Thursday, October 29, 2015

Lovecraft Inspired by Melville? Maybe.

I haven't read Moby Dick (1851) by Herman Melville since an American Literature class I took at SIU-Carbondale about X-years ago. Many moons later, I set a goal to read every story written by H. P. Lovecraft. I know that Melville walked the edges of atheism, the man v. nature theme, and the definition of good and evil in this example of Romanticism from the American Renaissance. Then decades later Lovecraft (1890-1937) dealt with many of the same themes, focusing on man's relation and place in the vast, cold, uncaring universe through the avenues of horror and science fiction, but I never thought to include them in the same breath.

Until today...

I was sitting in hell the dentist's office reading Chapter 42 "The Whiteness of the Whale" from Moby Dick when the second paragraph so reminded me of Lovecraft that I actually stopped reading for a moment, reminded myself that I was in fact reading a book published nearly 40 years before Lovecraft was born. I reread that paragraph, and then continued to read the rest of the chapter as if I was reading Lovecraft. This gave me an entirely new perspective on the chapter, lending it a depth I had never appreciated before - serving yet as more proof that each of us should reread the classics and other books we love, because each time, we bring more life experience and wisdom to the pages, creating a new experience to cherish.

And while I usually don't like transcribing long passages in this blog, I'll make a exception this time because I think if you've ever read Lovecraft, you'll see what I saw:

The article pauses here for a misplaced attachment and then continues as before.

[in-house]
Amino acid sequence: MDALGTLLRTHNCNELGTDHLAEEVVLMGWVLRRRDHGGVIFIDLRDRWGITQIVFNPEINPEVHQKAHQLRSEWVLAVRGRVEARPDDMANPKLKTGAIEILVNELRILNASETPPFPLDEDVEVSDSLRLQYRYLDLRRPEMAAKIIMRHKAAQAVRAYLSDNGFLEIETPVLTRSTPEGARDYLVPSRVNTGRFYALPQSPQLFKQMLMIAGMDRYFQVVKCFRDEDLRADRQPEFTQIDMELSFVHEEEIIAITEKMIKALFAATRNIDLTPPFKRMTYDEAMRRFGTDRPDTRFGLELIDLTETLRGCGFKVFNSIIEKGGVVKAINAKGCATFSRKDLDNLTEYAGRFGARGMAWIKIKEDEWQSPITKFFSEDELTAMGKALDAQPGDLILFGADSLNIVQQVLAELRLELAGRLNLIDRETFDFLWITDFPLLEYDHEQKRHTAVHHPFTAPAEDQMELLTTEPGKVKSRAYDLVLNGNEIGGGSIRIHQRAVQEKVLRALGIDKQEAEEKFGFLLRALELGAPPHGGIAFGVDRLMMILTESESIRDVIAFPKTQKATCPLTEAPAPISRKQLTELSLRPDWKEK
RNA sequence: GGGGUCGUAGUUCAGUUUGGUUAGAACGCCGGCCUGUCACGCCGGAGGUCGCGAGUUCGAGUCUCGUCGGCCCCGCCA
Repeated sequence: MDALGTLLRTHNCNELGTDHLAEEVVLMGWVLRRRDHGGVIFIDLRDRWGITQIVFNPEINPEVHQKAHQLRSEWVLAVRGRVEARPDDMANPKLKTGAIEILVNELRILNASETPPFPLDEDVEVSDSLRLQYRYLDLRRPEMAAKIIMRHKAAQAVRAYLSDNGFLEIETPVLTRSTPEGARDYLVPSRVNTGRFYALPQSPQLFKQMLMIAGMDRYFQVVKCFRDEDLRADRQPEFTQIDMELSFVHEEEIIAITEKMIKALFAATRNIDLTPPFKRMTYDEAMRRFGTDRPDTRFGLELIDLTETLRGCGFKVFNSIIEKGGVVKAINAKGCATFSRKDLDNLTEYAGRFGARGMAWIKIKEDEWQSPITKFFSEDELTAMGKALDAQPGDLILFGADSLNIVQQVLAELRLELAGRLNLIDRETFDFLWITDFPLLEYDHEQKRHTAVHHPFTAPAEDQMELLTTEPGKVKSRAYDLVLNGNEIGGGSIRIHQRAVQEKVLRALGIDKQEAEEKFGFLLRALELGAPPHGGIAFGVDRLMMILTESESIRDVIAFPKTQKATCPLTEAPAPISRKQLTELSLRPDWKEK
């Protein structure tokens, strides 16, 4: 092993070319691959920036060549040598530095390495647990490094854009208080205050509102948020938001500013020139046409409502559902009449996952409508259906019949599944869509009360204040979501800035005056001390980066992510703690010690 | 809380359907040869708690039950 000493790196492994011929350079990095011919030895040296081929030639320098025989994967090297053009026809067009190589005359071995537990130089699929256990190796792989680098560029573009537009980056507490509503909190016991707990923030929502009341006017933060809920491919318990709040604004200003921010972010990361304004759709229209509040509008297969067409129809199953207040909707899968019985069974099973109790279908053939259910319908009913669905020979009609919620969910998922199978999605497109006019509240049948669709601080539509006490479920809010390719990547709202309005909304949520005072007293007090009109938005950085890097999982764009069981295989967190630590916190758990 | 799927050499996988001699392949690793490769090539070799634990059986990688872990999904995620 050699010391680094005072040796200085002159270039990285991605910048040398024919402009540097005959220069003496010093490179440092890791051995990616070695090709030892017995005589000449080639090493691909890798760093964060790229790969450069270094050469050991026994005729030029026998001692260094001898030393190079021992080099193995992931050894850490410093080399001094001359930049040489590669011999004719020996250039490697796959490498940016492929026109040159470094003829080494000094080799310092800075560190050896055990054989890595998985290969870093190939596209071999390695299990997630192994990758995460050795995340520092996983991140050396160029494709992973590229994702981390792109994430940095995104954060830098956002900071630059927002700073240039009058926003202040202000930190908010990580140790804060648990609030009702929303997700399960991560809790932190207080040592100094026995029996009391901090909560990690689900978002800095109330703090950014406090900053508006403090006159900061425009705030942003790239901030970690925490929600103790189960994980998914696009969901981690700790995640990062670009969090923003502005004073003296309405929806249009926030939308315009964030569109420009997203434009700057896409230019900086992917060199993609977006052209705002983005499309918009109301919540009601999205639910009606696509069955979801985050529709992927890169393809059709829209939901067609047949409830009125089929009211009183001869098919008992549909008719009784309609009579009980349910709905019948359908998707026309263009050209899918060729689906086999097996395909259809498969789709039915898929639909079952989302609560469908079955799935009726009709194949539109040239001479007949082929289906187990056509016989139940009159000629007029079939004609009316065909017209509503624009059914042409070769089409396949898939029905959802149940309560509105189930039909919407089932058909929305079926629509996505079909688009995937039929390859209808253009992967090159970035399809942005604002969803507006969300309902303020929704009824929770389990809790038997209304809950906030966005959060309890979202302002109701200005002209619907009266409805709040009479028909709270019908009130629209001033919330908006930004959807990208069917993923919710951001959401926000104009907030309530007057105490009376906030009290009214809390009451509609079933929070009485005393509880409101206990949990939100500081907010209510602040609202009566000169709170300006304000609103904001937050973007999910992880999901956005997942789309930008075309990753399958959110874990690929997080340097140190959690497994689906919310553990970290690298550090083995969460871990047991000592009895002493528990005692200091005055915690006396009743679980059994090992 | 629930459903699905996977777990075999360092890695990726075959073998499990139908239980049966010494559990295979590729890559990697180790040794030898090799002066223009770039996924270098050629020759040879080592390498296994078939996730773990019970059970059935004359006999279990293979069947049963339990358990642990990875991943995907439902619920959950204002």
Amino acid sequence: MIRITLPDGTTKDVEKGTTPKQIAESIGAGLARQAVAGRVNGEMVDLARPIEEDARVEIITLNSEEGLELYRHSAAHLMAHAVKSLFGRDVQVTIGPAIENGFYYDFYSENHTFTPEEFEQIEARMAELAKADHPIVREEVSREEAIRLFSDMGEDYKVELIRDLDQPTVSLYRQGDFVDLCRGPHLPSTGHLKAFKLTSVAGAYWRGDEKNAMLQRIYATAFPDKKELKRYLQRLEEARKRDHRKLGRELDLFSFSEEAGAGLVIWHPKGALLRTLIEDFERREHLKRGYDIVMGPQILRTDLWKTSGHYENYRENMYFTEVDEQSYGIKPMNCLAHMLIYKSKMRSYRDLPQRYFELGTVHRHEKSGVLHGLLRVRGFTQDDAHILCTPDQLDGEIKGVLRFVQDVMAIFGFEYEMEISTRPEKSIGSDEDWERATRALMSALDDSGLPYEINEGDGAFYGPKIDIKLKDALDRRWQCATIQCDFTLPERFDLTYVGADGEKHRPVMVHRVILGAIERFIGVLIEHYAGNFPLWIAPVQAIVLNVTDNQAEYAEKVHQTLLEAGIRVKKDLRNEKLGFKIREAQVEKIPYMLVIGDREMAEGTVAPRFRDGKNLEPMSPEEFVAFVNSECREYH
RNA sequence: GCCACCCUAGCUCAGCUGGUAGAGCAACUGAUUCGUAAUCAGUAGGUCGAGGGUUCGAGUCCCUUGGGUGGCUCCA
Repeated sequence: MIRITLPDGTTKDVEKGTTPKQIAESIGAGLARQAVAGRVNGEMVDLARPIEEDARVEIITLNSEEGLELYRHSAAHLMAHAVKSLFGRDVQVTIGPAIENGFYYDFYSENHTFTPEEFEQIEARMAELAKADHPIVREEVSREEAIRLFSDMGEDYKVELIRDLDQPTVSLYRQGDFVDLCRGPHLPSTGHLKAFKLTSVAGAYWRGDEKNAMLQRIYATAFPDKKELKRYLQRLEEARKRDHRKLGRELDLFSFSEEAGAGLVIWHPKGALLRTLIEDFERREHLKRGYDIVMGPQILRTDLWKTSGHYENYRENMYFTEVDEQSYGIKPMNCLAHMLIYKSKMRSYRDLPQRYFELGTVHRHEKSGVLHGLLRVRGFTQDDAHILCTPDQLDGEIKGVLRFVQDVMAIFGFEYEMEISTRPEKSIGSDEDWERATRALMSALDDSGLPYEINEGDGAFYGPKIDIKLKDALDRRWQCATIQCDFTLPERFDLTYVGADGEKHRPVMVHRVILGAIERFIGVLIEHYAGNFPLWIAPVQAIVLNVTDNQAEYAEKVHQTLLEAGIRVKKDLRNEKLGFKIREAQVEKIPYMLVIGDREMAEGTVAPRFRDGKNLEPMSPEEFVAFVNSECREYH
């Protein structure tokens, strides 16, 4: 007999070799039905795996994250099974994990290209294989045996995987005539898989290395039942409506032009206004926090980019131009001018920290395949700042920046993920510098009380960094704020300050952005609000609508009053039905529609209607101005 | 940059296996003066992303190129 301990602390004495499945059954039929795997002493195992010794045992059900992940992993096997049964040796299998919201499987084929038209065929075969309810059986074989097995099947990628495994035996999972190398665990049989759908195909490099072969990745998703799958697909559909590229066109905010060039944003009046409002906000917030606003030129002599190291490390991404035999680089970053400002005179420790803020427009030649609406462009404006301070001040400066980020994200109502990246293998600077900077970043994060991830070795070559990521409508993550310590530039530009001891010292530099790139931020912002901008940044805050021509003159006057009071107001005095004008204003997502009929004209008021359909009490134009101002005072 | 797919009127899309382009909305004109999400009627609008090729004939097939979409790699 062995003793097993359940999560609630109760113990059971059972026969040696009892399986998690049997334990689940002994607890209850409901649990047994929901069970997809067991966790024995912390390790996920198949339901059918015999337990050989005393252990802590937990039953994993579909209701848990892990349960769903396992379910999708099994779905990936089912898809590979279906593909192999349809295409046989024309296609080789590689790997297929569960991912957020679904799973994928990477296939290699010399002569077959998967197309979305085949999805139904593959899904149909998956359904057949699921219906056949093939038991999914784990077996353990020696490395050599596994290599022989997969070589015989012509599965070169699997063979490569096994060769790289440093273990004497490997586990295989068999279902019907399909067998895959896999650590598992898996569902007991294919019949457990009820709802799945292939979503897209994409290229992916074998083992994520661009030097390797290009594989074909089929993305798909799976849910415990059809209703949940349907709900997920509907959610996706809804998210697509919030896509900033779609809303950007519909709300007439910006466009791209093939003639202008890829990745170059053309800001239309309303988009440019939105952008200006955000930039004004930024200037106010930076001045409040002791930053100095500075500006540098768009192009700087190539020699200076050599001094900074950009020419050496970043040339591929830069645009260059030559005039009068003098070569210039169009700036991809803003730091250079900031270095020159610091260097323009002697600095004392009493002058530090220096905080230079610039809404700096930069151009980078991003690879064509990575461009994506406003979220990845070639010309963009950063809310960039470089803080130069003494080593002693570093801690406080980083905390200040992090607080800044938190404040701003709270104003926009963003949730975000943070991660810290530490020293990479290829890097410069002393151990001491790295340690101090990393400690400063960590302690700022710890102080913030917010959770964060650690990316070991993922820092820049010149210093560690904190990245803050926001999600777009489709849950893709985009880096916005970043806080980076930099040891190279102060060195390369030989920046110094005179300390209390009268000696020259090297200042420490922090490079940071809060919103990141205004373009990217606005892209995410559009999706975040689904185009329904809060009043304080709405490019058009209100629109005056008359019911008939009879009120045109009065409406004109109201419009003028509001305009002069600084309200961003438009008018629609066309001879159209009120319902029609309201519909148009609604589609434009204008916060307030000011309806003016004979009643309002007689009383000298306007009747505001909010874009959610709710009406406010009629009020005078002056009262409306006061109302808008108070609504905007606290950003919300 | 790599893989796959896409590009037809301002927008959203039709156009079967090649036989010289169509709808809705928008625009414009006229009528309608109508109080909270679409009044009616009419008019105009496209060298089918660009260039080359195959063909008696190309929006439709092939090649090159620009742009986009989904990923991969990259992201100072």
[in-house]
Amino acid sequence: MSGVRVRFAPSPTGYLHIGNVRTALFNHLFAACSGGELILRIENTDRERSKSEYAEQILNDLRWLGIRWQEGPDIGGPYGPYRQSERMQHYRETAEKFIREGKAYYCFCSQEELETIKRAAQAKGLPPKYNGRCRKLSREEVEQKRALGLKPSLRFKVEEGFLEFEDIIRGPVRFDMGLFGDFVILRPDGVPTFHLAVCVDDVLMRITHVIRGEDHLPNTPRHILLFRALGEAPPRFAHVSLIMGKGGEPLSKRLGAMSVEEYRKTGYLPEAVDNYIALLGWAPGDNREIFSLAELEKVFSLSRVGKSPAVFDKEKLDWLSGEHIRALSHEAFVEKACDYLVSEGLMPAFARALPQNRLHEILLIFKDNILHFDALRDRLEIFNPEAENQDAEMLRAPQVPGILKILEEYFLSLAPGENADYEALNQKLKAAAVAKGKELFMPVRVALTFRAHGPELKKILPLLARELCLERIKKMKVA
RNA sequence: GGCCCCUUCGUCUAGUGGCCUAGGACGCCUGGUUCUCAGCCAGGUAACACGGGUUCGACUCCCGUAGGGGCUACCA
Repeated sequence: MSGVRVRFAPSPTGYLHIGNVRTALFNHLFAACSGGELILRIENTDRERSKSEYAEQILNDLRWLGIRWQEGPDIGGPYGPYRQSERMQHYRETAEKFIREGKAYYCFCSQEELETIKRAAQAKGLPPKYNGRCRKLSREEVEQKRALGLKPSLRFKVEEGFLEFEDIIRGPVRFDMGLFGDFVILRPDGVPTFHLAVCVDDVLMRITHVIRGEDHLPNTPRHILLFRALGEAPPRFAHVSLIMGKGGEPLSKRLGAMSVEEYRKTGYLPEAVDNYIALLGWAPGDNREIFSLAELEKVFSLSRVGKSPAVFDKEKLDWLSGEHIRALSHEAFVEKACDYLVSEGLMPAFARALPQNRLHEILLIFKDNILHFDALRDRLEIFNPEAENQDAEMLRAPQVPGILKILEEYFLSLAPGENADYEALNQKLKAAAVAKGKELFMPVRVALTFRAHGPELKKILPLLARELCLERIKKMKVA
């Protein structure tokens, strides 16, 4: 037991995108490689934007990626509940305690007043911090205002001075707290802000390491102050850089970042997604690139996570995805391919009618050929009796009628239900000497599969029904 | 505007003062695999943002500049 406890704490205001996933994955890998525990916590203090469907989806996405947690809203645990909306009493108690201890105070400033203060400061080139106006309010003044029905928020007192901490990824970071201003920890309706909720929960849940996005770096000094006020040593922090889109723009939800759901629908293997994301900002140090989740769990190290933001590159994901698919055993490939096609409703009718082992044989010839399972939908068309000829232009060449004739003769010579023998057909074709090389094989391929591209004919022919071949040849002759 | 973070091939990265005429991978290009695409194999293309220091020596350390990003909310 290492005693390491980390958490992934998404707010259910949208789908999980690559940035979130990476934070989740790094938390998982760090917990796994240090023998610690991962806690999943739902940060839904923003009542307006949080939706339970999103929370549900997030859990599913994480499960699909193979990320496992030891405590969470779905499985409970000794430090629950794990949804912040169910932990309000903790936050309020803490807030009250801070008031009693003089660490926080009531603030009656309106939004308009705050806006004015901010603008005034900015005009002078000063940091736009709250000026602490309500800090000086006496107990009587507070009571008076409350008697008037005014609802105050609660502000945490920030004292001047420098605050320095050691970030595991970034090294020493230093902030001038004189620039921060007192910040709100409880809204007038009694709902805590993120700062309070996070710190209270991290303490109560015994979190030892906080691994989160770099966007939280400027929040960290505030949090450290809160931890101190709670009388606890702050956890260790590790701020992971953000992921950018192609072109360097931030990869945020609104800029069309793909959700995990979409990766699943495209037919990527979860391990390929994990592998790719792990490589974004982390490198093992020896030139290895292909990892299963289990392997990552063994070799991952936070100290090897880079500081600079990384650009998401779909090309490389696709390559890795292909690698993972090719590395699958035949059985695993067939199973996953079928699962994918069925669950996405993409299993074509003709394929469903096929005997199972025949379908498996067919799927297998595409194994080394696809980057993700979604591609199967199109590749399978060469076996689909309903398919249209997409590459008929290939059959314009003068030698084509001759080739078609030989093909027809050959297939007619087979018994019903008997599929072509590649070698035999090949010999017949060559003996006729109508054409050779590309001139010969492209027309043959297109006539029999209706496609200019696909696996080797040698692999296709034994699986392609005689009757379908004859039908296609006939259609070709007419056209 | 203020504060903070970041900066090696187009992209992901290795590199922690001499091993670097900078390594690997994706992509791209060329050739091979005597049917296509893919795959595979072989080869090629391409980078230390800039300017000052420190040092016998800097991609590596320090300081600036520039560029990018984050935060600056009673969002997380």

"Aside from those more obvious considerations touching Moby Dick, which could not but occasionally awaken in any man's soul some alarm, there was another thought, or rather vague, nameless horror concerning him, which at times by its intensity completely overpowered all the rest; and yet so mystical and well nigh ineffable was it, that I almost despair of putting it in comprehensible form. It was the whiteness of the whale that above all things appalled me. But how can I hope to explain myself here; and yet, in some dim, random way, explain myself I must, else all these chapters might be for naught."

Throw in a few more adverbs, and I bet your average reader couldn't tell who wrote that paragraph. All the elements of Lovecraft are there: the nameless horror, despair at relating those feelings into words, but compelled his experiences to mankind. So while Melville may never have been sited as an influence of Lovecraft, we can probably assume that at some point Lovecraft read Melville along with the other writers of the American Renaissance (including Melville's contemporary and friend Nathaniel Hawthorne), we could possibly argue that in some way, the tone and theme's of Moby Dick subconsciously infused their way into Lovecraft's writing.

I may be totally wrong here, or just a guy who reads too much, but I can now read Melville and Lovecraft in a whole new light, and learn to appreciate their work from a much deeper point of view.

Until Next Time...
Hermanly Yours,
Michael

(While my Lovecraft epitome was a coincidence this year, last year it wasn't. If you want to read more about my Lovecraft habit, you can read last year's blog 'Tis the Season.)  

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